Watching Mark Zuckerberg being grilled in front of the House Energy and Commerce Committee was a strangely satisfying experience. Here was a man who, mostly by chance, established one of the world’s largest Internet companies. A man who, by age 25, got a film about his life, based on a book about his life. A man who is worth more than $60 billion, despite earning a $1 salary.
He was visibly uncomfortable. He was sweating. And sitting on a special four-inch pillow to make himself appear taller. Mark Zuckerberg was there, on the screen of my TV, giving meaningless answers like a living embodiment of Facebook’s 30,000-word Terms and Conditions. How did this happen?
Some people like to note that Facebook is not in the business of connecting you with your friends, it’s in the business of advertising. On closer examination, that’s not very accurate. Facebook is in the business of profiling - reducing a person to a list of categories (as many as 29,000 categories, according to ProPublica) and selling access to this database. Your likes and dislikes, your relationship status, your religious beliefs, and yes, your political opinions are its business.
Along the way towards reaching two billion users, Facebook continued to experiment with this formula. “Move fast and break things.” Not tied down by regulations, or even morals - remember the one where they made people sad on purpose? In case of Cambridge Analytica, one of these experiments overpowered the guards, escaped the laboratory and went on a rampage.
During the hearing, most commentary on Twitter seemed to revolve around the generation gap: look at all these grandparents, struggling to understand technology. But really, what surprised me was how many of them really knew their stuff. My personal heroes are Congresswoman Debbie Dingell, who highlighted the scale of data collection Facebook does on third-party websites through the ubiquitous ‘Like’ button, and Senator Dick Durbin, who asked some tough questions about the new ‘Messenger Kids’ app, aimed at children as young as six.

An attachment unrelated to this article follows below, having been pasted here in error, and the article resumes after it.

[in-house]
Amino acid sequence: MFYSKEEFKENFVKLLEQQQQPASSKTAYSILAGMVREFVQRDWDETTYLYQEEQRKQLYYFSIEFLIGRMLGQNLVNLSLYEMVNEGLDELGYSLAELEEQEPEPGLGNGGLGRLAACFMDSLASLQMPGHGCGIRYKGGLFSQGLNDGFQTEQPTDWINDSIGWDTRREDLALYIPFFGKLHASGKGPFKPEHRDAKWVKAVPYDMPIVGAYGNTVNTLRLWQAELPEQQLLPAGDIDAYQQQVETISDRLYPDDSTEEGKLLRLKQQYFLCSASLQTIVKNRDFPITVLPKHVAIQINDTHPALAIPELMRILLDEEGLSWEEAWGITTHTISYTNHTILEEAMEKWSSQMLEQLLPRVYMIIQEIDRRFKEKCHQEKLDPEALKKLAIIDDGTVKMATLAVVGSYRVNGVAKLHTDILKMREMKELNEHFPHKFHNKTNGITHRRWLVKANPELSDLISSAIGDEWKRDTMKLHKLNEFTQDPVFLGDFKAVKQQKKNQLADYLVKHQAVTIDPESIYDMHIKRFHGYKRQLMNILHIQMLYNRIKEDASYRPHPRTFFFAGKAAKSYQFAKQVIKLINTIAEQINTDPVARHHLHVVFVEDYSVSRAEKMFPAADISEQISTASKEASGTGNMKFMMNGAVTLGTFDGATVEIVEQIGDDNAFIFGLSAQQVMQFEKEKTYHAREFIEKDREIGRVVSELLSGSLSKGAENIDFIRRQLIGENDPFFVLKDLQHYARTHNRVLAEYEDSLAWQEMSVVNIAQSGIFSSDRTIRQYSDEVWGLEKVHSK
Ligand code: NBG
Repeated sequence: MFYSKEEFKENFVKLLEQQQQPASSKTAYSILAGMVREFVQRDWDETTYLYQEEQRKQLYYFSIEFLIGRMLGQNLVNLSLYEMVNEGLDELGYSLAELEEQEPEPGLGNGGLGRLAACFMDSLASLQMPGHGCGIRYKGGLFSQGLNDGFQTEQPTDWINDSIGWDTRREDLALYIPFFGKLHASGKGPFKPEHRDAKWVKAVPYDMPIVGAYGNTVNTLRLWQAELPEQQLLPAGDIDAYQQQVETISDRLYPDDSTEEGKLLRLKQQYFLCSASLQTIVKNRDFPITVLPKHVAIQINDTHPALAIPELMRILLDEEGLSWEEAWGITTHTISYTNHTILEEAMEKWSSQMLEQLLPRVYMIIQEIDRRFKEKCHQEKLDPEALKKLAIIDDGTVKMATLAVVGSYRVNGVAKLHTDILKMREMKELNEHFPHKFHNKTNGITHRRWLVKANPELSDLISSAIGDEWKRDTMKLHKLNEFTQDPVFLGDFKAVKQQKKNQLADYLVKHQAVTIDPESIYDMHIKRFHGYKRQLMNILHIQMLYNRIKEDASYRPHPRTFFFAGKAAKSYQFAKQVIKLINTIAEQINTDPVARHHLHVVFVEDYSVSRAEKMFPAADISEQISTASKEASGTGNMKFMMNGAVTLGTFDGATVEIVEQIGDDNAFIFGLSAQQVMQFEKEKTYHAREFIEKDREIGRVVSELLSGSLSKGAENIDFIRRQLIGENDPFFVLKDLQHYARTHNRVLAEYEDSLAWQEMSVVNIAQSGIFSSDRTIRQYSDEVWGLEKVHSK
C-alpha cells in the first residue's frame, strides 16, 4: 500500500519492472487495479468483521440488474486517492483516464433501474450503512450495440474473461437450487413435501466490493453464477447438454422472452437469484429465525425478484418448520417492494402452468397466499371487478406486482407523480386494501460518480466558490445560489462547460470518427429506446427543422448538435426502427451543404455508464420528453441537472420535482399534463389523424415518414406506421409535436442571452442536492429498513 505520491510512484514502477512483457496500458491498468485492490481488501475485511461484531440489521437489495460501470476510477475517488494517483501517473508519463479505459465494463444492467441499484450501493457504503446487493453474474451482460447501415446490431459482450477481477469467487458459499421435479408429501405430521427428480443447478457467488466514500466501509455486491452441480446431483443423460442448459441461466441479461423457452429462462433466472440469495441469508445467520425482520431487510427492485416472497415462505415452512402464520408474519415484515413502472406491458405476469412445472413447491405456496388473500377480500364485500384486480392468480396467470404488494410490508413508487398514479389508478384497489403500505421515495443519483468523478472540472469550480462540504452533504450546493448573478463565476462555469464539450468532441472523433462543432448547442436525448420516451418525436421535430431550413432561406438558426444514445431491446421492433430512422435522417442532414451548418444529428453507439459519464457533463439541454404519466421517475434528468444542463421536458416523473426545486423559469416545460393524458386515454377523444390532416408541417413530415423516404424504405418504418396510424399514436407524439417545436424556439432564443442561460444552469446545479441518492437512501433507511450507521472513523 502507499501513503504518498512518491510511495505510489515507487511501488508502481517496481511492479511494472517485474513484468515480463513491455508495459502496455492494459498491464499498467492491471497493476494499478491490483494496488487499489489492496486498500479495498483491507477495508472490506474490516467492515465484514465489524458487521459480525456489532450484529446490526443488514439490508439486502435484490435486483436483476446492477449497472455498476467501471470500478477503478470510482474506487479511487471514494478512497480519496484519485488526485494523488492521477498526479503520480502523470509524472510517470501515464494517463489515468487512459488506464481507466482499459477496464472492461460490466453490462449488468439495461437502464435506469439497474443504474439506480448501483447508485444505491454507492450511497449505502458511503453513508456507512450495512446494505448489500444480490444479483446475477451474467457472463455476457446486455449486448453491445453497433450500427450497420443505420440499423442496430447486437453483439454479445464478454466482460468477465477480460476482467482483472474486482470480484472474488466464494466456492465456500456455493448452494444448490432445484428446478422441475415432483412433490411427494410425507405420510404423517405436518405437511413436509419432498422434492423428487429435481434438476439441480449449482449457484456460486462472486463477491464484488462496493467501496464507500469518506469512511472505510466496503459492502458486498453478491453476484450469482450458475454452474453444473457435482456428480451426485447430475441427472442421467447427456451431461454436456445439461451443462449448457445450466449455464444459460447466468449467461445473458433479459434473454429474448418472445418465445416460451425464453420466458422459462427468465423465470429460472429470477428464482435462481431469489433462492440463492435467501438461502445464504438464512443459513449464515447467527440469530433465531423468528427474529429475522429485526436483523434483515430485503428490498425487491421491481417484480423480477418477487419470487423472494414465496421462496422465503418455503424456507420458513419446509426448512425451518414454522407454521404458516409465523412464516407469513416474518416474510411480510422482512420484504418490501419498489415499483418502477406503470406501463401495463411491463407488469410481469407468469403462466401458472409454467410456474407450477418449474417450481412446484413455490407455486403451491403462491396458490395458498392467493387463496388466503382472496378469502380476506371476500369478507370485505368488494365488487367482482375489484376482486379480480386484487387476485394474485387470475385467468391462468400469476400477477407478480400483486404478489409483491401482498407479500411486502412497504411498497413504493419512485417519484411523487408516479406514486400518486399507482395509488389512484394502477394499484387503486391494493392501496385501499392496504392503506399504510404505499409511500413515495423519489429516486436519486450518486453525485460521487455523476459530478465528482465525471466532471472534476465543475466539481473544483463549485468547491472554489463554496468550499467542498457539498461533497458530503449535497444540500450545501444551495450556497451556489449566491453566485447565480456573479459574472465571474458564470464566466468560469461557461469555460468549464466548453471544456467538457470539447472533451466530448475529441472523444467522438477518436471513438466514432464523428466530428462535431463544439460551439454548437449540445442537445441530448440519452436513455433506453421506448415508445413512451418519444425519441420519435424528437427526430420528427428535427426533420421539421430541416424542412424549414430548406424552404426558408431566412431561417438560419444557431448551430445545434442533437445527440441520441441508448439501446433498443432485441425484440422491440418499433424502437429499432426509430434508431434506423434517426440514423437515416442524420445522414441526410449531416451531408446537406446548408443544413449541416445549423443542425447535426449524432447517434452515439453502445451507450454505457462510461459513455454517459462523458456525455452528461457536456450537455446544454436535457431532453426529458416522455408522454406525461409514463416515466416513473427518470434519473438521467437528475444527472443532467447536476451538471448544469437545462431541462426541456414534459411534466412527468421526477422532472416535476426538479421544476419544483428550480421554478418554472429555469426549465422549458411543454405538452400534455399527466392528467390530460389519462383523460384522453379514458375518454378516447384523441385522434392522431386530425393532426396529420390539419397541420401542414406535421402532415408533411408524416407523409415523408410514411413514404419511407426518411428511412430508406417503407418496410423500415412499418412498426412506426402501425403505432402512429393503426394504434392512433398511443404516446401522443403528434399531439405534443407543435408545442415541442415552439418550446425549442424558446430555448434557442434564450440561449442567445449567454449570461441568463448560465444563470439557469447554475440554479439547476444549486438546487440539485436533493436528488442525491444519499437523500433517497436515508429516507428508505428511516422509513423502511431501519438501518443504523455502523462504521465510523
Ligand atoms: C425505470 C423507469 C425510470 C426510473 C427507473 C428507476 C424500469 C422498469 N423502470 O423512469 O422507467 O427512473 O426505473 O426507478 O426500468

Even the extent of Facebook’s lobbying in Washington was touched upon: the company’s lobbying budget totaled $11,510,000 last year, and I’ve got a hunch it will see a considerable increase in 2018.
Zuckerberg’s responses ranged from vague to misleading, to downright inane. Being a sort of libertarian saint, he would never accept the idea that any level of government oversight was necessary. He endlessly referred to the many ways the users can control their information - the whole debacle was on us, you see. He would also repeatedly mention a non-existent AI that could somehow miraculously identify “bad content,” even though he had difficulties explaining what kind of “bad” he really meant.
At the end of the day, Zuck’s showdown against the House Committee is unlikely to change anything: the only thing that scares Facebook is a mass exodus of users. But the hearing managed to last ten excruciating hours across two days. Making one of the richest people in the world this uncomfortable, for this long, is an achievement in itself.
This opinion appeared in the April/May issue of DCD Magazine. Subscribe to the digital and print editions here: